Joel M. Halpern
joel at stevecrocker.com
Tue Jun 3 21:14:11 CEST 2003
I think we are each making assumptions about the history that led to this,
and it would not surprise me if we are making different assumptions.
Note that I do not have data to back my understanding / memory, so I may
well be confused.
My understanding is that the higher bar to PS arose as a consequence of
things being widely deployed at PS and things not advancing to Draft rather
than the deployment and non-advancement being a consequence of the high bar.
This is important in the sense that if the lack of advancement came first,
then simply lowering the bar will not help us get better standards, and in
fact could result in our ending up with lower quality documents permanently.
Joel M. Halpern
At 05:03 PM 6/3/2003 -0700, Bob Hinden wrote (in response to Dave Crocker):
>As you correctly point out the IETF (and as implemented by the IESG) is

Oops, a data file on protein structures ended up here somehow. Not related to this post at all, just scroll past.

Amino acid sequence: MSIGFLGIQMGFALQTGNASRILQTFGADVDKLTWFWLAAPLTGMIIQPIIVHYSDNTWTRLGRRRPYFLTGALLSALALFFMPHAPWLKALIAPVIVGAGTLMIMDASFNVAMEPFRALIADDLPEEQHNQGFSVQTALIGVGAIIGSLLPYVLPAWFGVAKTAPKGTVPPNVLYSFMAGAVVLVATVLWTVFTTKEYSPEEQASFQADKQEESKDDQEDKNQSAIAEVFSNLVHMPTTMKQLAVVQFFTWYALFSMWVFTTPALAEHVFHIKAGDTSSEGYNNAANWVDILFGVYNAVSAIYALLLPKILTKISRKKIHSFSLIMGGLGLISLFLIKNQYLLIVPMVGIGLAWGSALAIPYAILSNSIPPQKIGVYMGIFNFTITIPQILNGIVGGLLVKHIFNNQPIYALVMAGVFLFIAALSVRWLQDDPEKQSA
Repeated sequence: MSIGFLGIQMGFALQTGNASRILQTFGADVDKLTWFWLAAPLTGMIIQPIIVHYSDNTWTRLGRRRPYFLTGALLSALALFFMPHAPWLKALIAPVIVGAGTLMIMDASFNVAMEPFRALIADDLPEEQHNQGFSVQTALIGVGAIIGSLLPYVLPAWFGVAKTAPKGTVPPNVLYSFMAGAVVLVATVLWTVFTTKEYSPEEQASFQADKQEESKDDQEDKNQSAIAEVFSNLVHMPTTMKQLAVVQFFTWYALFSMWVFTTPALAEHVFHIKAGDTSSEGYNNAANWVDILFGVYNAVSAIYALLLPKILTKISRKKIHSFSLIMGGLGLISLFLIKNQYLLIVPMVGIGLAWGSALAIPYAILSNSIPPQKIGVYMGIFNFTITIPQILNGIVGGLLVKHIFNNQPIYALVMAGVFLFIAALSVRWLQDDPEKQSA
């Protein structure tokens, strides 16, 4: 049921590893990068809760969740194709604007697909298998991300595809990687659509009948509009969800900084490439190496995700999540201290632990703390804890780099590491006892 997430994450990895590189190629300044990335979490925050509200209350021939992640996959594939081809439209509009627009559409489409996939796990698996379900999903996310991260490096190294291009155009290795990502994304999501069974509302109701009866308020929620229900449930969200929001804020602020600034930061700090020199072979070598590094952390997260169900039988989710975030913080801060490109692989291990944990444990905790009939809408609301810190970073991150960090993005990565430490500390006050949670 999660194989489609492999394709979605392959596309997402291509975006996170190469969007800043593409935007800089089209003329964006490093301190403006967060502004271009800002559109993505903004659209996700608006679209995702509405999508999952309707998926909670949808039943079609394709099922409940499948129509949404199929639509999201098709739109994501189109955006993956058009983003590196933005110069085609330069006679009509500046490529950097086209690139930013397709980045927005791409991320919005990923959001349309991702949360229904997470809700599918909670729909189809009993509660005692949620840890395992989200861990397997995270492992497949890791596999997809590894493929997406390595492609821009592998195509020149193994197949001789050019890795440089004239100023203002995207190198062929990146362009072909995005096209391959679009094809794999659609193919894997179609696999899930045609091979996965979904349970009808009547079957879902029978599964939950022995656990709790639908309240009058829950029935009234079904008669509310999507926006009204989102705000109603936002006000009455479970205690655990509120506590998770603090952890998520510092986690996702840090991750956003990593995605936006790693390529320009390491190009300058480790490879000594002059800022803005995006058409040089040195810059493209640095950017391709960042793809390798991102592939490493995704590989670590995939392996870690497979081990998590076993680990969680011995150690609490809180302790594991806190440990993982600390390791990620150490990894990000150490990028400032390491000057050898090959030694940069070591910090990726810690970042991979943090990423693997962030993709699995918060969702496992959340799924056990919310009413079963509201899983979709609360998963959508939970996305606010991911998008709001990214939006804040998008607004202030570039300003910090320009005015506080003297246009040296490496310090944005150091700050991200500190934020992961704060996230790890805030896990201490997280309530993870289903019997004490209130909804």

>not using the standards process we have defined. It has been changed
>where the initial barrier has been raised very high at Proposed Standard
>and hardy anything gets to Draft standard, let alone (Full) Standard.
>I think that many of the problems folks are complaining about stem from
>this. It causes the IESG to worry about letting a document get to PS that
>is not perfect. This results in many detailed reviews and documents being
>blocked for what might seem minor reasons. This in turn creates a work
>load on the IESG that is close to impossible. The resulting delays cause
>frustration between authors, chairs, working groups, AD, etc. I think
>that a lot of this stems from trying to make PS the biggest hurdle.
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